Here again, in my view, there’s a lack of solid evidence that Klotho or PGC1α therapies would be safe and effective for human anti-aging or other goals. While there are lots of papers on Klotho and aging on PubMed, that database only lists one Klotho clinical trial paper. It does not seem that encouraging to me.

Parish and BioViva make various statements about these four gene therapies, like claiming a boost in IQ points. How would that work? Does the gene therapy get into the brain? If so, how?

What are these gene therapies exactly?

More broadly, what are the nitty-gritty details about the vectors and other elements of these gene therapies?

It’s not so clear.

BioViva does talk quite a bit about its CMV gene delivery approach. Did Parrish receive gene therapies based on some novel CMV approach? CMV is a very strong promoter system for high expression of genes in cells.

In my lab, if we introduce a gene expression plasmid with a CMV promoter into cells in a dish, those cells will often overexpress the resulting protein, sometimes hundreds-of-times higher than endogenous expression.

If CMV was used for these DIY gene therapies outside of clinical trials, was that safe? How did they ensure an optimum amount of each gene was expressed and in the desired cell type? Too much of any particular gene could easily be a bad thing for one’s health.

George Church BioViva
Geneticist George Church is still listed as an advisor to BioViva. Webpage screenshot.

More claims on GM results for Liz Parrish

BioViva makes more claims on the results from GMs:

“Her C-reactive protein levels are extremely low, an excellent indicator of reduced inflammation. Her post-treatment blood glucose control is exemplary.

This is partially due to the follistatin gene therapy and an increase in muscle mass. The MRI below shows this has occurred alongside a reduction in marbling (fat) in her thighs. This enhancement is more than cosmetic; it has lastingly uplifted her metabolic health.

Before treatment her age — as measured by her telomere length — was 62. She was 45.”

I’m also skeptical of measuring age based on telomere length.

Gene therapies outside of clinical trials are extremely risky

Could these approaches safely do helpful things for other people? It’s too early to say. I feel like these approaches have a higher chance of doing harm than good.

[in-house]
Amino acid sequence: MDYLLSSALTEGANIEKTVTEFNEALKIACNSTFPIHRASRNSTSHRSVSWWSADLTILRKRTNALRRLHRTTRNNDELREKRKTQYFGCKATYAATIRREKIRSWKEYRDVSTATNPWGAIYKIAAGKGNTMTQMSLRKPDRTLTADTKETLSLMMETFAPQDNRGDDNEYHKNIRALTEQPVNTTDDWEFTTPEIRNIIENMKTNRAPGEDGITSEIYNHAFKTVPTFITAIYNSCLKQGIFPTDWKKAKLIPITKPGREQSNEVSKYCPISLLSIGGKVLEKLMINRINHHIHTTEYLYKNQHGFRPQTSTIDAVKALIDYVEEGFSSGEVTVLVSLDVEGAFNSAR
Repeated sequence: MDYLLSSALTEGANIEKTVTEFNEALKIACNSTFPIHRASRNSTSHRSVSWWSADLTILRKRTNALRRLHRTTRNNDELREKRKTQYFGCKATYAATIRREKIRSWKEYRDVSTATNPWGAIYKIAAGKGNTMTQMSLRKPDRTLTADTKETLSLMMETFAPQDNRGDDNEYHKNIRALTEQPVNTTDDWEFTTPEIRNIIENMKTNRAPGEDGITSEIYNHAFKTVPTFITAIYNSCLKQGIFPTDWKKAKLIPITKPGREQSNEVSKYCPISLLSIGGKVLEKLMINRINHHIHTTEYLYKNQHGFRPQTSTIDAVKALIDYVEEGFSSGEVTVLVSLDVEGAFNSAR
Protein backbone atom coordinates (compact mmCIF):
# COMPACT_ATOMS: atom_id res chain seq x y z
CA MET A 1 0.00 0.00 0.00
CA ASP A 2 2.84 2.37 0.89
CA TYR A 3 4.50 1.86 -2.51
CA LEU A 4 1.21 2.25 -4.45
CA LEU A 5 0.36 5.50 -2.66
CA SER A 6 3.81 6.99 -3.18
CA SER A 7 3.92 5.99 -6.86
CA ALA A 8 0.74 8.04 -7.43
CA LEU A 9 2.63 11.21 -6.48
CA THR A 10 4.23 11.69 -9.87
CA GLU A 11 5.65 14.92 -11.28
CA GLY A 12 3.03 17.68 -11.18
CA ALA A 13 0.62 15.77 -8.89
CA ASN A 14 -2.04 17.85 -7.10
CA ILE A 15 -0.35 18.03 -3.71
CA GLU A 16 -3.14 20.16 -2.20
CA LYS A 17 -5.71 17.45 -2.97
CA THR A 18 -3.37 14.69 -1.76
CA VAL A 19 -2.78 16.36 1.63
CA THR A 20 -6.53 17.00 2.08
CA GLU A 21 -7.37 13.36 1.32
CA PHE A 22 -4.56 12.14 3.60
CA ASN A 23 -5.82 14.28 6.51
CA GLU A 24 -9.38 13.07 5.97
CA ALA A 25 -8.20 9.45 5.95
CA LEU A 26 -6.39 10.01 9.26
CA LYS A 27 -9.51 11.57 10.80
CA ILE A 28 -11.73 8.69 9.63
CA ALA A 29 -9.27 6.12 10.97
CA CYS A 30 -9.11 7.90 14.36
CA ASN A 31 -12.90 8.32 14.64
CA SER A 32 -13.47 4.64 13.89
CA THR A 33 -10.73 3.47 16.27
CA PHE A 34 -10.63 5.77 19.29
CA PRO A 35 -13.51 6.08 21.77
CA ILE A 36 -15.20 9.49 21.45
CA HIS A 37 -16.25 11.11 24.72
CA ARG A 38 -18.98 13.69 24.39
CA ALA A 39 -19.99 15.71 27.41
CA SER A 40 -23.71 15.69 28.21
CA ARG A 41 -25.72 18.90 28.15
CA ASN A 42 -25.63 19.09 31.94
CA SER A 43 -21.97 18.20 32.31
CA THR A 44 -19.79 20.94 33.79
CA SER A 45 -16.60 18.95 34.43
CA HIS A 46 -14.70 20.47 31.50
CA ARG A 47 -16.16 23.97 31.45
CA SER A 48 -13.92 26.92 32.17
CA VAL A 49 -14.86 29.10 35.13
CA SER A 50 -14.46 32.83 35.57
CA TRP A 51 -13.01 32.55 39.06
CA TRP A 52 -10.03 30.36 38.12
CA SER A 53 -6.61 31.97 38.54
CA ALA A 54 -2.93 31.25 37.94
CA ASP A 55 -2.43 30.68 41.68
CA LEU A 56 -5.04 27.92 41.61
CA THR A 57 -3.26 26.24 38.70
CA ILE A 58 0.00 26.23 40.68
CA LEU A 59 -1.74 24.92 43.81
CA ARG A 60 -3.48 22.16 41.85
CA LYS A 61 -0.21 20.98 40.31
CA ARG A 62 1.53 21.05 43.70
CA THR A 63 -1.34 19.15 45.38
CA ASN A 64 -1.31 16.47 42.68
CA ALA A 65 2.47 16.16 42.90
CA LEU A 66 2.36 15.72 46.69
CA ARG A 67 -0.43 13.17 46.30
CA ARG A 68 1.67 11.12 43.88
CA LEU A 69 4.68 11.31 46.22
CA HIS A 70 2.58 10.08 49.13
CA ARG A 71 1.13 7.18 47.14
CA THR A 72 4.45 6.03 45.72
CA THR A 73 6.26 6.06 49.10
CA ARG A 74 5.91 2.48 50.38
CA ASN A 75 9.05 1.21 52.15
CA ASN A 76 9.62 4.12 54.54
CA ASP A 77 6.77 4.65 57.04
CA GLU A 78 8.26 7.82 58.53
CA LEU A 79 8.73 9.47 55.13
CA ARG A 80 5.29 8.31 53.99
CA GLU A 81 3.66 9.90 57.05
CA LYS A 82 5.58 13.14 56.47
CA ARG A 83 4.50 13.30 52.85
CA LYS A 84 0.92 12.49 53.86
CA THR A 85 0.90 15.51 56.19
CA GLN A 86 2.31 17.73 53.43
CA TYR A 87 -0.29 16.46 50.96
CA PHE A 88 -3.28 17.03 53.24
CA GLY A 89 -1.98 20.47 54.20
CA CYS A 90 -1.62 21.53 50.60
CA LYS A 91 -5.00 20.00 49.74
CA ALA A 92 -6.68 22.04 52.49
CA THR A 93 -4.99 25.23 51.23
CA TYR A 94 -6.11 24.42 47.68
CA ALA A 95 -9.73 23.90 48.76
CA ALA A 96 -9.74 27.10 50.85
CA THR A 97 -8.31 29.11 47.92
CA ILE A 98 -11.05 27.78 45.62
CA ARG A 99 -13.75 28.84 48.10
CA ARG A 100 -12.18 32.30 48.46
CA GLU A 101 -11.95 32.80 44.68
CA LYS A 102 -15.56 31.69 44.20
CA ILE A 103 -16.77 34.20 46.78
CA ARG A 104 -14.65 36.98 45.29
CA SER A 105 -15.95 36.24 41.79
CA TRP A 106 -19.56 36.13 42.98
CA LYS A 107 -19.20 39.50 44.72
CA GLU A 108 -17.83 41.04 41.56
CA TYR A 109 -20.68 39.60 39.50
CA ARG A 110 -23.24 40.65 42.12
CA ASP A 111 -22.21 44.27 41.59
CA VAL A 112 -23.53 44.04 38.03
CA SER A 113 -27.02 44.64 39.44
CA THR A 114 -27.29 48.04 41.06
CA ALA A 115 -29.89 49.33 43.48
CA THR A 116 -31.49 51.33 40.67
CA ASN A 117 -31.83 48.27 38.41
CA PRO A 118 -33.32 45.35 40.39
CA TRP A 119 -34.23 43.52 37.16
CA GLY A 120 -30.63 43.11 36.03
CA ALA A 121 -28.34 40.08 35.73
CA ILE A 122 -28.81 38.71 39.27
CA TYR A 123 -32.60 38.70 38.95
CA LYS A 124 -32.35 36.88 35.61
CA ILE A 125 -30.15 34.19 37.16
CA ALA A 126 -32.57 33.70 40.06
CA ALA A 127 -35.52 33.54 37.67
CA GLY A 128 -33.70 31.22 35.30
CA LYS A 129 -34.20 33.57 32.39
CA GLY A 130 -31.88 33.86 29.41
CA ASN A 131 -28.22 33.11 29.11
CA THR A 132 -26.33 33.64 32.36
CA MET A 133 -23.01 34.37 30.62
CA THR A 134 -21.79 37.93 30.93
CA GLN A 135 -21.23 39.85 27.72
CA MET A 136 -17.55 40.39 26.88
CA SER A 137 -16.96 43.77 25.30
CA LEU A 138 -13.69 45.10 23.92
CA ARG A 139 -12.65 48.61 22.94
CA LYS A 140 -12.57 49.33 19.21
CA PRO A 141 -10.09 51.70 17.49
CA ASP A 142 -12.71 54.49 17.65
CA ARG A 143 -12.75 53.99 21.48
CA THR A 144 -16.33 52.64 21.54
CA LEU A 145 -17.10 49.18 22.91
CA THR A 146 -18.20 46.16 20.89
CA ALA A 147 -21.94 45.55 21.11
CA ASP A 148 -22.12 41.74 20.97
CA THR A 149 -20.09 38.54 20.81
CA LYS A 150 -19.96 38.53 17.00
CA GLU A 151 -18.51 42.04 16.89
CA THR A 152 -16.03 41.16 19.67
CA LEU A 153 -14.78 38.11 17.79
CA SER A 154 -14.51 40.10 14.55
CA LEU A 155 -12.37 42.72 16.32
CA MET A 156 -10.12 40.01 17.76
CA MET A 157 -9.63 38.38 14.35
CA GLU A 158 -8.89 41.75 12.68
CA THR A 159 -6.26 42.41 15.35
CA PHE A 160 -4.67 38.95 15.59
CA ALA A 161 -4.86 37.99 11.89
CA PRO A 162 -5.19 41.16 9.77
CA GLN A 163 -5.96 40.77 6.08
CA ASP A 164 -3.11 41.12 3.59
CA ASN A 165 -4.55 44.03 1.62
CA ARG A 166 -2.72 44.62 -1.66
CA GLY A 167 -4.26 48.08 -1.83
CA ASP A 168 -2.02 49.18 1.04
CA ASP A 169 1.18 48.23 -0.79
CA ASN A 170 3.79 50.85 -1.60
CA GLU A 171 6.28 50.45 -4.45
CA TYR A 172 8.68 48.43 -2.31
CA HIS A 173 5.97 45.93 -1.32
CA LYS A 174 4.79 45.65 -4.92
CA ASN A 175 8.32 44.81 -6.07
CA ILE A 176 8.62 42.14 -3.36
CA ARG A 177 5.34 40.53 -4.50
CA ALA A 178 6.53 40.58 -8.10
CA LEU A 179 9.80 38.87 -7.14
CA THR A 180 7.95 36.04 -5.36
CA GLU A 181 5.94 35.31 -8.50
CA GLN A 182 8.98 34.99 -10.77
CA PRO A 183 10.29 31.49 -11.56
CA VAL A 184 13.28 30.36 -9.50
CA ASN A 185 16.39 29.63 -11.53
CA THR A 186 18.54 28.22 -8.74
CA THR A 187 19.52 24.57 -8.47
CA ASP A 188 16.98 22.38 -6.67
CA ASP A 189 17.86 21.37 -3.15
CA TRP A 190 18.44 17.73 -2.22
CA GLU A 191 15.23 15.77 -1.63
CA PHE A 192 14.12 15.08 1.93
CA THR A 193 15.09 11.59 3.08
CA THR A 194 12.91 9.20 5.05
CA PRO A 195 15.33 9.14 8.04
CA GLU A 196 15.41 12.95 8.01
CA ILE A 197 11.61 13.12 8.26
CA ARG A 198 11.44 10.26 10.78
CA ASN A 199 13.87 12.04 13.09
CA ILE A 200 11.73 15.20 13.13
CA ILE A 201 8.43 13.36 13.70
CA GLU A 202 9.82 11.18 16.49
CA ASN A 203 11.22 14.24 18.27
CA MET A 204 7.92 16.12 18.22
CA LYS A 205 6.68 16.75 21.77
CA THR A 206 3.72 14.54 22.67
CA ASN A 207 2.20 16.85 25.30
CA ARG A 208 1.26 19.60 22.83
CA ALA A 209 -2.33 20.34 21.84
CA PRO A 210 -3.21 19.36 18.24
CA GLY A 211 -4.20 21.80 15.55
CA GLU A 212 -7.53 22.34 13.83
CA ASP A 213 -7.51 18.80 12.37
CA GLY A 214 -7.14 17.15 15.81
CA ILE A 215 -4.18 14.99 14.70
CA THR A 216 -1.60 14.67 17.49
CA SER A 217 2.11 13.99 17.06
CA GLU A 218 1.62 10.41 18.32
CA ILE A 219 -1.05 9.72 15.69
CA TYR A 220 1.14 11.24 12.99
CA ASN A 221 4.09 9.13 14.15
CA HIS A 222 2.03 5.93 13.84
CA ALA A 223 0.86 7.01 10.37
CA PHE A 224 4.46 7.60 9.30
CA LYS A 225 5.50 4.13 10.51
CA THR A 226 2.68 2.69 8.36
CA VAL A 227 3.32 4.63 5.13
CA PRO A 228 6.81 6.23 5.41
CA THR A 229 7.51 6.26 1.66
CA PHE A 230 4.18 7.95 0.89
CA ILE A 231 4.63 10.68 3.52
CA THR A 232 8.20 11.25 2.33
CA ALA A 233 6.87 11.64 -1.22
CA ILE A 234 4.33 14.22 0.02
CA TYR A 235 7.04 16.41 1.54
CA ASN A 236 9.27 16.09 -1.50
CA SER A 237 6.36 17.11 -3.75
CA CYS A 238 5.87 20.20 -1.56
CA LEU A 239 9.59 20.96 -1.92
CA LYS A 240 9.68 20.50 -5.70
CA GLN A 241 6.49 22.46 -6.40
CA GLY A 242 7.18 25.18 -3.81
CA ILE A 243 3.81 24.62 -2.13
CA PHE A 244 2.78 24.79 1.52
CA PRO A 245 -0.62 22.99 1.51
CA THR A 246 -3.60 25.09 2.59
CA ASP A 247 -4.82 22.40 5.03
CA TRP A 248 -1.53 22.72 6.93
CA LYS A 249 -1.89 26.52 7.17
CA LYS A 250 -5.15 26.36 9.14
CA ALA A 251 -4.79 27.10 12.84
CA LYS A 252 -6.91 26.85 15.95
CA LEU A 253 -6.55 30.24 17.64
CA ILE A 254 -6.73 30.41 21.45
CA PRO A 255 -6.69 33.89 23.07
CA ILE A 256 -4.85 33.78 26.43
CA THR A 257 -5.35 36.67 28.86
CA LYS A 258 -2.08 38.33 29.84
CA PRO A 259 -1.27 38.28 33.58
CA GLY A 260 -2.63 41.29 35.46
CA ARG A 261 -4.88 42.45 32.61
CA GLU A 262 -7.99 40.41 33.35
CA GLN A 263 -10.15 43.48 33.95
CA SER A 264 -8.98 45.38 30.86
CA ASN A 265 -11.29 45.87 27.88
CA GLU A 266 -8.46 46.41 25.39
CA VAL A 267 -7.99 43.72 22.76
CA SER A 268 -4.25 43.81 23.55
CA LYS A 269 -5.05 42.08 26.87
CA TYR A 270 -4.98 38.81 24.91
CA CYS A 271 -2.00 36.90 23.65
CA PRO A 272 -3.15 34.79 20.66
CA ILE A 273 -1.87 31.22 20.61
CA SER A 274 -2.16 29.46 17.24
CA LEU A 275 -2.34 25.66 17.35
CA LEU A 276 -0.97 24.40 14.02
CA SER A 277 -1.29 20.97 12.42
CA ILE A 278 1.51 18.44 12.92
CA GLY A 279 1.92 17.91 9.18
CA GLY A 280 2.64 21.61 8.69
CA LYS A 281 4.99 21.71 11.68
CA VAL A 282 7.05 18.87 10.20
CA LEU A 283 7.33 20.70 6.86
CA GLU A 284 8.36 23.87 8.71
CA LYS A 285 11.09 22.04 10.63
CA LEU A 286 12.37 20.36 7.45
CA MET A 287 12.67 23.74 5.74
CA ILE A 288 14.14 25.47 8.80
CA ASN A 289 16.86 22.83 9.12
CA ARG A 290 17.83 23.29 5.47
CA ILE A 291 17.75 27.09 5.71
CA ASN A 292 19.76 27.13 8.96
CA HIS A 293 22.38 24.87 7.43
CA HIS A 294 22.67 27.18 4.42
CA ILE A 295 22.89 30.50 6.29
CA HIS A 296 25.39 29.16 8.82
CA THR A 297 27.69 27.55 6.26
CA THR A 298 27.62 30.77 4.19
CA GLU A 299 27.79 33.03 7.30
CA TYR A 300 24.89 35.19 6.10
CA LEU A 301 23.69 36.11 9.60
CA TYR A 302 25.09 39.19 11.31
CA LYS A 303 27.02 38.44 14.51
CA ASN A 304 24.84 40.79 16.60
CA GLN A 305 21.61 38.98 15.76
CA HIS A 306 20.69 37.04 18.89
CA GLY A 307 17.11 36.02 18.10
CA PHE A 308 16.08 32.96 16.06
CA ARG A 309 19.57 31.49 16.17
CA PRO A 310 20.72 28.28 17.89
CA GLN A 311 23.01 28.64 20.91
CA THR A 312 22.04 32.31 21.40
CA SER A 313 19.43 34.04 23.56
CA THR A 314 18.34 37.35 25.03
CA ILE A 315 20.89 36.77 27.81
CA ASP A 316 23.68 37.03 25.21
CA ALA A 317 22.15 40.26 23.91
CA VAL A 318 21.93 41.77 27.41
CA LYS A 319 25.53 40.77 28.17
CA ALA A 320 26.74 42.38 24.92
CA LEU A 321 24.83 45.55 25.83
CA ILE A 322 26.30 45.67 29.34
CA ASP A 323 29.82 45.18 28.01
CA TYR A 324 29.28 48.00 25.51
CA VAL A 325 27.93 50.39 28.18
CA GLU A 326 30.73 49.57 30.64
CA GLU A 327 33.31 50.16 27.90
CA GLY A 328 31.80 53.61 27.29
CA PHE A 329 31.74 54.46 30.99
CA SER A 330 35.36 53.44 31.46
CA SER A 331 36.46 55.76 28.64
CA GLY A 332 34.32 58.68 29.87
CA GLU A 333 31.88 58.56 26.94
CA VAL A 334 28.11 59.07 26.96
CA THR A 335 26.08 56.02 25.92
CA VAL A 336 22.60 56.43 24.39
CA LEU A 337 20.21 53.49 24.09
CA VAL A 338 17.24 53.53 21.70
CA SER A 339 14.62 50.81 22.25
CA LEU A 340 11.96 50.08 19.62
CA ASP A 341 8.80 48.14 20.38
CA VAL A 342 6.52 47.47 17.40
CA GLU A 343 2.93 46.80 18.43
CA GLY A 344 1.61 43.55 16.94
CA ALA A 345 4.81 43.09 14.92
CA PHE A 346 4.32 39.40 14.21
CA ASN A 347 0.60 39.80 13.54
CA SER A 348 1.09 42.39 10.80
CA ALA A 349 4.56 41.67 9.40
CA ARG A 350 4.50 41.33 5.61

Taking this all together, even if Parrish is the world’s most GM person, is that a good thing for her? Is it a positive for the world? For the gene editing and gene therapy research arenas?

Is BioViva doing regulator-approved trials? A search for BioViva on Clinicaltrials.gov yielded no results. I reached out to Parrish and BioViva to ask some questions on the claims but so far have not heard back. If I do, I’ll give an update.

More experimental gene therapy in people outside of trials is extremely risky with little upside in my view. Yes, even approved gene therapy trials can be very risky and a few people have died, but some have also been concretely helped. Doing human genetic modification outside of trials greatly ups the risks. I’m also concerned about the more recent development of clinics selling unproven RNA therapies. In addition, there have been potential connections between DIY gene therapies and stem cell clinics.

In the much larger and older, unproven stem cell and regenerative medicine space, we have already seen many people be severely injured or even die from unproven approaches. These clinics also often invoke biomedical freedom.

Overall, I believe the risks from unproven gene therapies are at least as high or higher than unproven cells.

9 thoughts on “Is Liz Parrish the world’s most genetically modified person? Why it might not be such a good thing”

  1. She is well spoken, expresses her perspective and perception well. I don’t have a problem with her choice, and she does express the need for change in our medical system within the US. Her reference to medical tourism is a glaring example of the response to restricted medical choice freedom. Utah in March 2024 passed a state legislated statue allowing MDs within the state of Utah to use cellular treatments on their patients with informed consent.